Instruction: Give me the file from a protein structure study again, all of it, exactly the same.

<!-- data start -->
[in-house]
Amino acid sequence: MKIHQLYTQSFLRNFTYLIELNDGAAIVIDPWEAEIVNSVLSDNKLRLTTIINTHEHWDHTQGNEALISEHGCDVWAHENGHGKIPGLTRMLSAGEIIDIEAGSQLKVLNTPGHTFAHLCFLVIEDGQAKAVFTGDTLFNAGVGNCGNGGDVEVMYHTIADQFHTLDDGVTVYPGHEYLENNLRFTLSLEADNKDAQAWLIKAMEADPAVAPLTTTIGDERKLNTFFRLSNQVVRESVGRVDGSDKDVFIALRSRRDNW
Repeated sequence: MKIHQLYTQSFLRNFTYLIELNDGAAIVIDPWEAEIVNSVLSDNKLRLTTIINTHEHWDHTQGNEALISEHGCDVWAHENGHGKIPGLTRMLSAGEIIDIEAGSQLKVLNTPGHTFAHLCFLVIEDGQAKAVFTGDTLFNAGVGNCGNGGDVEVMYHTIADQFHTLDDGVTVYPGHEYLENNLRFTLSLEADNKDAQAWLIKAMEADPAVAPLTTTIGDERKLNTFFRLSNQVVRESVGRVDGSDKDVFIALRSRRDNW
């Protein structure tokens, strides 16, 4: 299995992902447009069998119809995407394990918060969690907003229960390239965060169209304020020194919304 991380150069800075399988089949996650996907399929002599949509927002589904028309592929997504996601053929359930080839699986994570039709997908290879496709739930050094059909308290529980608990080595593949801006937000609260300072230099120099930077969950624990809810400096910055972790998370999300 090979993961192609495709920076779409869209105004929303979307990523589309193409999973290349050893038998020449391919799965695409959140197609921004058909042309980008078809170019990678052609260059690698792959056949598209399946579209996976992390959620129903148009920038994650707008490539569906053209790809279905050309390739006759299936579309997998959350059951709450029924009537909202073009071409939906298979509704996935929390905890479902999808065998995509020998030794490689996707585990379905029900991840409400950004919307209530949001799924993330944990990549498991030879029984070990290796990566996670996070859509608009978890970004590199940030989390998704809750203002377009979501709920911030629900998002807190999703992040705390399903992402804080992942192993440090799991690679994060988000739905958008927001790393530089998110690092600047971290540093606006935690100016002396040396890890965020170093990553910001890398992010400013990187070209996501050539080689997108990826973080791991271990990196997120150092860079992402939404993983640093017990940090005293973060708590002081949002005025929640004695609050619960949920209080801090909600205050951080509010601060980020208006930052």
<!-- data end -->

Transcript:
[in-house]
Amino acid sequence: MKIHQLYTQSFLRNFTYLIELNDGAAIVIDPWEAEIVNSVLSDNKLRLTTIINTHEHWDHTQGNEALISEHGCDVWAHENGHGKIPGLTRMLSAGEIIDIEAGSQLKVLNTPGHTFAHLCFLVIEDGQAKAVFTGDTLFNAGVGNCGNGGDVEVMYHTIADQFHTLDDGVTVYPGHEYLENNLRFTLSLEADNKDAQAWLIKAMEADPAVAPLTTTIGDERKLNTFFRLSNQVVRESVGRVDGSDKDVFIALRSRRDNW
Repeated sequence: MKIHQLYTQSFLRNFTYLIELNDGAAIVIDPWEAEIVNSVLSDNKLRLTTIINTHEHWDHTQGNEALISEHGCDVWAHENGHGKIPGLTRMLSAGEIIDIEAGSQLKVLNTPGHTFAHLCFLVIEDGQAKAVFTGDTLFNAGVGNCGNGGDVEVMYHTIADQFHTLDDGVTVYPGHEYLENNLRFTLSLEADNKDAQAWLIKAMEADPAVAPLTTTIGDERKLNTFFRLSNQVVRESVGRVDGSDKDVFIALRSRRDNW
């Protein structure tokens, strides 16, 4: 299995992902447009069998119809995407394990918060969690907003229960390239965060169209304020020194919304 991380150069800075399988089949996650996907399929002599949509927002589904028309592929997504996601053929359930080839699986994570039709997908290879496709739930050094059909308290529980608990080595593949801006937000609260300072230099120099930077969950624990809810400096910055972790998370999300 090979993961192609495709920076779409869209105004929303979307990523589309193409999973290349050893038998020449391919799965695409959140197609921004058909042309980008078809170019990678052609260059690698792959056949598209399946579209996976992390959620129903148009920038994650707008490539569906053209790809279905050309390739006759299936579309997998959350059951709450029924009537909202073009071409939906298979509704996935929390905890479902999808065998995509020998030794490689996707585990379905029900991840409400950004919307209530949001799924993330944990990549498991030879029984070990290796990566996670996070859509608009978890970004590199940030989390998704809750203002377009979501709920911030629900998002807190999703992040705390399903992402804080992942192993440090799991690679994060988000739905958008927001790393530089998110690092600047971290540093606006935690100016002396040396890890965020170093990553910001890398992010400013990187070209996501050539080689997108990826973080791991271990990196997120150092860079992402939404993983640093017990940090005293973060708590002081949002005025929640004695609050619960949920209080801090909600205050951080509010601060980020208006930052």